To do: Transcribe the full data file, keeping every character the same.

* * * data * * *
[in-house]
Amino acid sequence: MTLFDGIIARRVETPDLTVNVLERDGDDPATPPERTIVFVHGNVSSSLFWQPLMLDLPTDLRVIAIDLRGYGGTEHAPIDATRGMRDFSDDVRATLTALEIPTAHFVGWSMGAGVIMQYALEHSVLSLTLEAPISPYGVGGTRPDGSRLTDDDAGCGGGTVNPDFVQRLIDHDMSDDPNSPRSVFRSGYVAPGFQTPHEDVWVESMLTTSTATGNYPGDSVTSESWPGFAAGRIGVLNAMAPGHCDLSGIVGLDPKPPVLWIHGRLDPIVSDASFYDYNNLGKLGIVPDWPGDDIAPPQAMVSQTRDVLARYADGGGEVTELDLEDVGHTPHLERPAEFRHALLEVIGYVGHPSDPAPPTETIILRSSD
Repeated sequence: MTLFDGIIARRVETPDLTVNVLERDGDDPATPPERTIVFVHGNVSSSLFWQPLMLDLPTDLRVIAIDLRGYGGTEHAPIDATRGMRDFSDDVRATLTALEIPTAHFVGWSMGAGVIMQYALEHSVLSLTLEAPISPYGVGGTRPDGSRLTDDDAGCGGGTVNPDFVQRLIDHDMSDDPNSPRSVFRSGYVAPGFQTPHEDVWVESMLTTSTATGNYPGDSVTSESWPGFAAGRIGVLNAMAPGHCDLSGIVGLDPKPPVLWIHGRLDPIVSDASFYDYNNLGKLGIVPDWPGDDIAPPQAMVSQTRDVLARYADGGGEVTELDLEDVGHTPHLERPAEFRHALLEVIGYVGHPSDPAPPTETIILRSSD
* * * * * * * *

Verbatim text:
[in-house]
Amino acid sequence: MTLFDGIIARRVETPDLTVNVLERDGDDPATPPERTIVFVHGNVSSSLFWQPLMLDLPTDLRVIAIDLRGYGGTEHAPIDATRGMRDFSDDVRATLTALEIPTAHFVGWSMGAGVIMQYALEHSVLSLTLEAPISPYGVGGTRPDGSRLTDDDAGCGGGTVNPDFVQRLIDHDMSDDPNSPRSVFRSGYVAPGFQTPHEDVWVESMLTTSTATGNYPGDSVTSESWPGFAAGRIGVLNAMAPGHCDLSGIVGLDPKPPVLWIHGRLDPIVSDASFYDYNNLGKLGIVPDWPGDDIAPPQAMVSQTRDVLARYADGGGEVTELDLEDVGHTPHLERPAEFRHALLEVIGYVGHPSDPAPPTETIILRSSD
Repeated sequence: MTLFDGIIARRVETPDLTVNVLERDGDDPATPPERTIVFVHGNVSSSLFWQPLMLDLPTDLRVIAIDLRGYGGTEHAPIDATRGMRDFSDDVRATLTALEIPTAHFVGWSMGAGVIMQYALEHSVLSLTLEAPISPYGVGGTRPDGSRLTDDDAGCGGGTVNPDFVQRLIDHDMSDDPNSPRSVFRSGYVAPGFQTPHEDVWVESMLTTSTATGNYPGDSVTSESWPGFAAGRIGVLNAMAPGHCDLSGIVGLDPKPPVLWIHGRLDPIVSDASFYDYNNLGKLGIVPDWPGDDIAPPQAMVSQTRDVLARYADGGGEVTELDLEDVGHTPHLERPAEFRHALLEVIGYVGHPSDPAPPTETIILRSSD